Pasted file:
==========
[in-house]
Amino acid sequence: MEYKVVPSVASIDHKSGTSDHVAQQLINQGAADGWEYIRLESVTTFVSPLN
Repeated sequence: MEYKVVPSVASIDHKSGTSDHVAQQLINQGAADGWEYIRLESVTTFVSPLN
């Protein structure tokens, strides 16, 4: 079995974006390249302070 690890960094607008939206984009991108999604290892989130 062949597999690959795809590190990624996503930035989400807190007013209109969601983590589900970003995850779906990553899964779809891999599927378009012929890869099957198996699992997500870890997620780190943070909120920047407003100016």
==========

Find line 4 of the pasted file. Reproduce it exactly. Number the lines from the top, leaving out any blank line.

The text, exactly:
């Protein structure tokens, strides 16, 4: 079995974006390249302070 690890960094607008939206984009991108999604290892989130 062949597999690959795809590190990624996503930035989400807190007013209109969601983590589900970003995850779906990553899964779809891999599927378009012929890869099957198996699992997500870890997620780190943070909120920047407003100016």